Jim Leitzel at Vice Squad notes some grocery stores
in Wisconsin are
carding any and all customers
attempting to purchase alcohol or tobacco - including senior citizens. Jim predicts,
"that they will stop caring about carding those senior citizens soon, if the clerks
haven't informally repudiated the policy already."
Maybe - assuming that the clerks can actually tell who should and should not be carded,
and that store management has not threatened to fire employees who don't card everyone.
I worked in a number of convenience stores and grocery stores that were licensed to
sell cigarettes, beer and wine a little over 20 years ago. I don't know what the current
laws are today, but I doubt they are any better than they were back then.
Sales clerks have ample reason to card everyone (especially if they are not good at
judging age), because the penalties for being wrong are so severe. When I worked in
those stores, if someone was caught selling beer or wine to a minor (selling cigarettes
to minors was rarely enforced), a number of bad things happened:
- The clerk was arrested and taken to jail.
- The clerk was hit with a fine of $1,500.
- The store was hit as well with a fine of $1,500.
- The clerk was guaranteed to not have a job when released from jail (they were
automatically fired per store policy).
Most of the stores I worked at were in Texas, and in Texas, the Texas Alcohol Control
Board (TACB) would routinely conduct sting operations like Peter described. We could
count on the TACB sending in an under-age buyer three or four times a year.
Besides the TACB, clerks were also watched by store management and/or corporate security.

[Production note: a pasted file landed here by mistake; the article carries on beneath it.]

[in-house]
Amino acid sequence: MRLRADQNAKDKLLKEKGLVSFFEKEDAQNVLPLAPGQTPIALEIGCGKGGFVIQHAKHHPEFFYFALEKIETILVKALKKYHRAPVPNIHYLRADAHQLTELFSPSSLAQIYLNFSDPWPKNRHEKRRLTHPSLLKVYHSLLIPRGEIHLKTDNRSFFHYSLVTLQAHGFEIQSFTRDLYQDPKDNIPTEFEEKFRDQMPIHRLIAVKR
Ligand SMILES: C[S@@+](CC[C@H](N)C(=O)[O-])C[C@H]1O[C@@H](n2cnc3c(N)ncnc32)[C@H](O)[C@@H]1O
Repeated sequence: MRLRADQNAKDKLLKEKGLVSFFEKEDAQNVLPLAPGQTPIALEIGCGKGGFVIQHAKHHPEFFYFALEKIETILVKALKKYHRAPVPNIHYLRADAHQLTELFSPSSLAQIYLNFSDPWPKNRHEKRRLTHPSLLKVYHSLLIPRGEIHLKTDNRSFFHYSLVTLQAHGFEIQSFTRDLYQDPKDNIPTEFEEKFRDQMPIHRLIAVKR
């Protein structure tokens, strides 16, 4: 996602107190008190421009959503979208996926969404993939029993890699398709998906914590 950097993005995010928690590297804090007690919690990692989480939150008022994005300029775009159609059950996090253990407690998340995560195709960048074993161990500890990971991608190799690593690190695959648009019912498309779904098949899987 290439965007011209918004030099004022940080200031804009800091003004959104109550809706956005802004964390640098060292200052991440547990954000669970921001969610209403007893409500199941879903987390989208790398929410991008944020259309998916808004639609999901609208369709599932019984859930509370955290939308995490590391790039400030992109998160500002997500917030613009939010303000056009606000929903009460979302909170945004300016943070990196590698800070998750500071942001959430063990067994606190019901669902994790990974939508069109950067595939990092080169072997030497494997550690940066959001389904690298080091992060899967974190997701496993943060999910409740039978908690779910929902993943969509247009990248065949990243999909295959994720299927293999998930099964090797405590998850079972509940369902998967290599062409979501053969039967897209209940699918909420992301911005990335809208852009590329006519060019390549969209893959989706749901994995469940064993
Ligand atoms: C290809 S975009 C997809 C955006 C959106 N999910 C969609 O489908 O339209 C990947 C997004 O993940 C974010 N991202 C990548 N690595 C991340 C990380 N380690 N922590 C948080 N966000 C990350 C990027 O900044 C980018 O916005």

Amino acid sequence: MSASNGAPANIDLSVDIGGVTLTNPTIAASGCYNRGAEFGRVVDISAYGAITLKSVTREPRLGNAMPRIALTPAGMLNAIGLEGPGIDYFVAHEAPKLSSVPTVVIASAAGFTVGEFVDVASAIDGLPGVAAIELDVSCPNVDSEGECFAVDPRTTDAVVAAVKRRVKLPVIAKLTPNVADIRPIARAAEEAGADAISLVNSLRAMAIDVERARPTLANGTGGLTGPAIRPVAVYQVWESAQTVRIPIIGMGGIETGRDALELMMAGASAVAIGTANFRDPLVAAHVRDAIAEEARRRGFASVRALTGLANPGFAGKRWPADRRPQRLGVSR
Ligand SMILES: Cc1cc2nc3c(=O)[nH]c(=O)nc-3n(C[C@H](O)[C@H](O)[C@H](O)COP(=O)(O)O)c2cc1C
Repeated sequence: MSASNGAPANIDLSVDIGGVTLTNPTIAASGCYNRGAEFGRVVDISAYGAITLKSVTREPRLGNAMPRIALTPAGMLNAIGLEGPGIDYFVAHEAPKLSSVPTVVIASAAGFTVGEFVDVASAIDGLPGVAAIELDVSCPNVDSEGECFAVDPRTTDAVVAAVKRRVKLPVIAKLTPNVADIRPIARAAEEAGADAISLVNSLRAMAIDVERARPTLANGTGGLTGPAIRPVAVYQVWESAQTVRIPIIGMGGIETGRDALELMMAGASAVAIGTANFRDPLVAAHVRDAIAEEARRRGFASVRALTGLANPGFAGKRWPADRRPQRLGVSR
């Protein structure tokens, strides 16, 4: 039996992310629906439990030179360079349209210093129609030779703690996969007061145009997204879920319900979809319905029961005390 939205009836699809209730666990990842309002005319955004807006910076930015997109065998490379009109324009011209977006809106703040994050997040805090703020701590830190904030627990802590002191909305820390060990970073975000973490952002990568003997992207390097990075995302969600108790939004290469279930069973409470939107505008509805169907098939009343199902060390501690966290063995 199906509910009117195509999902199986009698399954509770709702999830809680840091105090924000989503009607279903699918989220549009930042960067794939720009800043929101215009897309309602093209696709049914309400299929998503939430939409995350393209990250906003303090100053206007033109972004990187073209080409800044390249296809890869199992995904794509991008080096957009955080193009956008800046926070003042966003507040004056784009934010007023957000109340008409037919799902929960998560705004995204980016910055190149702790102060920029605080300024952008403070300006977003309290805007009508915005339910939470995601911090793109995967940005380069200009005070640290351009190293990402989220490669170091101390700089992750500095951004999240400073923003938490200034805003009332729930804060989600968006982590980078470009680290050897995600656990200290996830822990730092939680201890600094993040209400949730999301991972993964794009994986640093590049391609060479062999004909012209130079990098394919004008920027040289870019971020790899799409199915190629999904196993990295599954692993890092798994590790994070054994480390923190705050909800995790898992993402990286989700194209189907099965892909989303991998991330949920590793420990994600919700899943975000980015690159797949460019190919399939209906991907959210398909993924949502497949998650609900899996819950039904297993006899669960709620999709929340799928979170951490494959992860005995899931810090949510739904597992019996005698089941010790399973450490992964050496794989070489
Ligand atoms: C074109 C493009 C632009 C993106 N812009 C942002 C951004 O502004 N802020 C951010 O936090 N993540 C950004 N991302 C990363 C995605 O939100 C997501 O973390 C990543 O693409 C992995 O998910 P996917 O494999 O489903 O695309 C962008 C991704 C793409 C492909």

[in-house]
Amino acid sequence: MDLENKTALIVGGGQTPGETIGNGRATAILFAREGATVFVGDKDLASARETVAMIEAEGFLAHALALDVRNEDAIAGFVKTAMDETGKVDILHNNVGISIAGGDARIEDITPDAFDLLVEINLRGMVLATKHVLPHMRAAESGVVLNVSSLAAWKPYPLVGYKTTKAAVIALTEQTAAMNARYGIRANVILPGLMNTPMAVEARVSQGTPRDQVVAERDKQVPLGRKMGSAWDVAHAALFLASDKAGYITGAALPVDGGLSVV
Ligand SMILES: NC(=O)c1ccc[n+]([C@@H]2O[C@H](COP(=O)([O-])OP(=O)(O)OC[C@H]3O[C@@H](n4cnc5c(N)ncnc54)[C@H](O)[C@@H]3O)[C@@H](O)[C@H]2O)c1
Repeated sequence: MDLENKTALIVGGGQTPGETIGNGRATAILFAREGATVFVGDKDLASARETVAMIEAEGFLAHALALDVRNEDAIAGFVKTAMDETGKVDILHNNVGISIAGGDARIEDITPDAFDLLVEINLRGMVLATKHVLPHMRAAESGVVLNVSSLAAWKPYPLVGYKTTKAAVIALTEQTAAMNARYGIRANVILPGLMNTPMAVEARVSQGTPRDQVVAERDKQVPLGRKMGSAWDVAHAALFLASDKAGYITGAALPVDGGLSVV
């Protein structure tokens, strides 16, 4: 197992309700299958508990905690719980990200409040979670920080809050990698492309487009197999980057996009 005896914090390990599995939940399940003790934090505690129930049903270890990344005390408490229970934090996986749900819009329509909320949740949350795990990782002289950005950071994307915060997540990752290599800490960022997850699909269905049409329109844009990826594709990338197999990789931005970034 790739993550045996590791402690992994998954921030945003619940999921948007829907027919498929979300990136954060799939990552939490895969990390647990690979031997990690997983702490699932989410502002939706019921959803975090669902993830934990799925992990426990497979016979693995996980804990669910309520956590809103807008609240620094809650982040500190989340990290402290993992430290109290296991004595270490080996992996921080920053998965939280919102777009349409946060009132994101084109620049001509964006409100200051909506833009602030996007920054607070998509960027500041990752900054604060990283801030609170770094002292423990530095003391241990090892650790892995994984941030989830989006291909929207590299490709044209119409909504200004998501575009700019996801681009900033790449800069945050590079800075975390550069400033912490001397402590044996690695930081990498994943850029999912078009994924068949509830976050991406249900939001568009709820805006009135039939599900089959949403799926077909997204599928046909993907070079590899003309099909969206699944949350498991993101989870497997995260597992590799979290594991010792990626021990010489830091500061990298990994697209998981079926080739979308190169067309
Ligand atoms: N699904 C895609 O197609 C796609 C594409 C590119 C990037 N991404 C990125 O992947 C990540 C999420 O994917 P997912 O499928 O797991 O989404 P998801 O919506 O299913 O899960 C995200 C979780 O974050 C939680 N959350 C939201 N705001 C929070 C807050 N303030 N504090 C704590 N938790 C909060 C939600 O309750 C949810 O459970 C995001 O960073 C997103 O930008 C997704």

If there were suspicions about under-age sale of alcohol to minors (or anything else),
they would not think twice about parking in the parking lot or across the street and
watching the clerk through binoculars. Clerks found to be violating store policy on
carding buyers could count on being written up and possibly fired.
In a follow-up post, Pete Guither (Drug WarRant)
why a store would card all of its customers:
One reason is that businesses have been fined after sting operations in which
mature-looking youths managed to purchase their age-specific contraband. The business
owners want to eliminate the possibility of incurring those fines again.
But there's more to it than that: When a store's alcohol license comes up for review
(as they always do), the number of times a store had been cited for selling alcohol
to a minor factors in whether or not their license will be renewed. Taking away a store's
liquor license for too many violations hurts a store much more than a few fines here and
there, because in addition to the loss of beer and wine sales, their beer and wine
customers will take all of their other shopping elsewhere too. Stores take any threat
to their alcohol licenses very seriously.
Yes, carding senior citizens is dumb. But if you have clerks who can't tell who should
and shouldn't be carded (and you can't seem to get them to understand), and your business
depends on them doing so, I would be telling them to card everyone as well. As a clerk,
if I suspected the state was watching the store, I carded everyone as well. The price
for being wrong is just too high.